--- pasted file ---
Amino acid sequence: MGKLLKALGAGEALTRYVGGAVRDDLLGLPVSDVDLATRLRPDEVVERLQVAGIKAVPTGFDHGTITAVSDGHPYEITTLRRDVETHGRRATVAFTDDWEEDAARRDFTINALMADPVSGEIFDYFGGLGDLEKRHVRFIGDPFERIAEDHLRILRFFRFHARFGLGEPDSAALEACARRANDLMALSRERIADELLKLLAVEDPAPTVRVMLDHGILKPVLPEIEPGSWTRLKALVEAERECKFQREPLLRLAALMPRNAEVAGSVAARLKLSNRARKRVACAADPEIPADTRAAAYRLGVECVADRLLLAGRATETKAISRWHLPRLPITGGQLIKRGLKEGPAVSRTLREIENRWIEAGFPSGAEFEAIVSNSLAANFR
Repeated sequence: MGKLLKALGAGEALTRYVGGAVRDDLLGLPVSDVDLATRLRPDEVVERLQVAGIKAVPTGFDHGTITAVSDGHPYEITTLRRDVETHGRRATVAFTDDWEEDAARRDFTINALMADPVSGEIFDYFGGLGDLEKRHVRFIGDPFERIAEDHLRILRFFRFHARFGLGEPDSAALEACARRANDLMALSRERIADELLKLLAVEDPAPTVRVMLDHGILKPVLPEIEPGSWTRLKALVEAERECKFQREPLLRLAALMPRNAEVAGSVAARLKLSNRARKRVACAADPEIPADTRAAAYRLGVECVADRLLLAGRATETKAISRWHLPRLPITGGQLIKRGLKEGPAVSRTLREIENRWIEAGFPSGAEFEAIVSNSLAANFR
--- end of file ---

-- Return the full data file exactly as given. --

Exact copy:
Amino acid sequence: MGKLLKALGAGEALTRYVGGAVRDDLLGLPVSDVDLATRLRPDEVVERLQVAGIKAVPTGFDHGTITAVSDGHPYEITTLRRDVETHGRRATVAFTDDWEEDAARRDFTINALMADPVSGEIFDYFGGLGDLEKRHVRFIGDPFERIAEDHLRILRFFRFHARFGLGEPDSAALEACARRANDLMALSRERIADELLKLLAVEDPAPTVRVMLDHGILKPVLPEIEPGSWTRLKALVEAERECKFQREPLLRLAALMPRNAEVAGSVAARLKLSNRARKRVACAADPEIPADTRAAAYRLGVECVADRLLLAGRATETKAISRWHLPRLPITGGQLIKRGLKEGPAVSRTLREIENRWIEAGFPSGAEFEAIVSNSLAANFR
Repeated sequence: MGKLLKALGAGEALTRYVGGAVRDDLLGLPVSDVDLATRLRPDEVVERLQVAGIKAVPTGFDHGTITAVSDGHPYEITTLRRDVETHGRRATVAFTDDWEEDAARRDFTINALMADPVSGEIFDYFGGLGDLEKRHVRFIGDPFERIAEDHLRILRFFRFHARFGLGEPDSAALEACARRANDLMALSRERIADELLKLLAVEDPAPTVRVMLDHGILKPVLPEIEPGSWTRLKALVEAERECKFQREPLLRLAALMPRNAEVAGSVAARLKLSNRARKRVACAADPEIPADTRAAAYRLGVECVADRLLLAGRATETKAISRWHLPRLPITGGQLIKRGLKEGPAVSRTLREIENRWIEAGFPSGAEFEAIVSNSLAANFR